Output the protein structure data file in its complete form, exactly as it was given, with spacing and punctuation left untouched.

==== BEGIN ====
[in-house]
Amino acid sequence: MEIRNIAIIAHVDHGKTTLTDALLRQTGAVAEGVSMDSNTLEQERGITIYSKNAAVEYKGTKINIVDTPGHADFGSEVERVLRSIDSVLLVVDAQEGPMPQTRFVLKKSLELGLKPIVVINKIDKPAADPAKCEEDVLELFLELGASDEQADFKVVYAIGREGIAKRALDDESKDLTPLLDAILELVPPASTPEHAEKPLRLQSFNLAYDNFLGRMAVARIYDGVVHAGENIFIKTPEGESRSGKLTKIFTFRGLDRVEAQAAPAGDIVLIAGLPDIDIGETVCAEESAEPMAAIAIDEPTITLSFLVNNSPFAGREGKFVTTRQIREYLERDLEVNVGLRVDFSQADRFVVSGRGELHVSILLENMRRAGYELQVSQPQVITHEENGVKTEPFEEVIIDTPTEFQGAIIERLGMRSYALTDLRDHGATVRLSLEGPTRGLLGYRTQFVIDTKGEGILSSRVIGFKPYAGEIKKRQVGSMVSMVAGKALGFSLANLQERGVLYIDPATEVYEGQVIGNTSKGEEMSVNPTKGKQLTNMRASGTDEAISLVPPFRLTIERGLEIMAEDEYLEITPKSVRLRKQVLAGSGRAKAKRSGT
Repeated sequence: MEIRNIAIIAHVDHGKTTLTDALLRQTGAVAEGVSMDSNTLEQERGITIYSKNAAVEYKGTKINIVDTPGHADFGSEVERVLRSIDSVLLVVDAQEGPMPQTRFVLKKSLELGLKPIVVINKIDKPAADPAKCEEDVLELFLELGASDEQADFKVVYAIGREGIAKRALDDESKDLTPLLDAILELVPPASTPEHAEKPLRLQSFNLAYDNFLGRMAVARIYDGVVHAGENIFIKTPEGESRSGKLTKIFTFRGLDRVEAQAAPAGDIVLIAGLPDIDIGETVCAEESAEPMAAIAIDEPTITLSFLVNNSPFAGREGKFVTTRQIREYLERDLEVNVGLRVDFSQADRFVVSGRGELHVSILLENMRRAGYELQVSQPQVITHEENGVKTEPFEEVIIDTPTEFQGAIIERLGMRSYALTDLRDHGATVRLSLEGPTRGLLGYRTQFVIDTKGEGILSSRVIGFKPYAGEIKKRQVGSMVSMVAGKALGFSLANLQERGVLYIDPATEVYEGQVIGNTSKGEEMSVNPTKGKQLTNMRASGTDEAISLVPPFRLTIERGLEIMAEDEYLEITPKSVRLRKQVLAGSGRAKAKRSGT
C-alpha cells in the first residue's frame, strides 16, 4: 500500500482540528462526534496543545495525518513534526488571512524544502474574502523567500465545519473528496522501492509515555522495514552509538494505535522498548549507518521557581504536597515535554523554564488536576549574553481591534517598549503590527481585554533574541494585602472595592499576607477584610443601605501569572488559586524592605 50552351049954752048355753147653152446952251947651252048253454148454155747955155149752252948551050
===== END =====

[in-house]
Amino acid sequence: MEIRNIAIIAHVDHGKTTLTDALLRQTGAVAEGVSMDSNTLEQERGITIYSKNAAVEYKGTKINIVDTPGHADFGSEVERVLRSIDSVLLVVDAQEGPMPQTRFVLKKSLELGLKPIVVINKIDKPAADPAKCEEDVLELFLELGASDEQADFKVVYAIGREGIAKRALDDESKDLTPLLDAILELVPPASTPEHAEKPLRLQSFNLAYDNFLGRMAVARIYDGVVHAGENIFIKTPEGESRSGKLTKIFTFRGLDRVEAQAAPAGDIVLIAGLPDIDIGETVCAEESAEPMAAIAIDEPTITLSFLVNNSPFAGREGKFVTTRQIREYLERDLEVNVGLRVDFSQADRFVVSGRGELHVSILLENMRRAGYELQVSQPQVITHEENGVKTEPFEEVIIDTPTEFQGAIIERLGMRSYALTDLRDHGATVRLSLEGPTRGLLGYRTQFVIDTKGEGILSSRVIGFKPYAGEIKKRQVGSMVSMVAGKALGFSLANLQERGVLYIDPATEVYEGQVIGNTSKGEEMSVNPTKGKQLTNMRASGTDEAISLVPPFRLTIERGLEIMAEDEYLEITPKSVRLRKQVLAGSGRAKAKRSGT
Repeated sequence: MEIRNIAIIAHVDHGKTTLTDALLRQTGAVAEGVSMDSNTLEQERGITIYSKNAAVEYKGTKINIVDTPGHADFGSEVERVLRSIDSVLLVVDAQEGPMPQTRFVLKKSLELGLKPIVVINKIDKPAADPAKCEEDVLELFLELGASDEQADFKVVYAIGREGIAKRALDDESKDLTPLLDAILELVPPASTPEHAEKPLRLQSFNLAYDNFLGRMAVARIYDGVVHAGENIFIKTPEGESRSGKLTKIFTFRGLDRVEAQAAPAGDIVLIAGLPDIDIGETVCAEESAEPMAAIAIDEPTITLSFLVNNSPFAGREGKFVTTRQIREYLERDLEVNVGLRVDFSQADRFVVSGRGELHVSILLENMRRAGYELQVSQPQVITHEENGVKTEPFEEVIIDTPTEFQGAIIERLGMRSYALTDLRDHGATVRLSLEGPTRGLLGYRTQFVIDTKGEGILSSRVIGFKPYAGEIKKRQVGSMVSMVAGKALGFSLANLQERGVLYIDPATEVYEGQVIGNTSKGEEMSVNPTKGKQLTNMRASGTDEAISLVPPFRLTIERGLEIMAEDEYLEITPKSVRLRKQVLAGSGRAKAKRSGT
C-alpha cells in the first residue's frame, strides 16, 4: 500500500482540528462526534496543545495525518513534526488571512524544502474574502523567500465545519473528496522501492509515555522495514552509538494505535522498548549507518521557581504536597515535554523554564488536576549574553481591534517598549503590527481585554533574541494585602472595592499576607477584610443601605501569572488559586524592605 50552351049954752048355753147653152446952251947651252048253454148454155747955155149752252948551050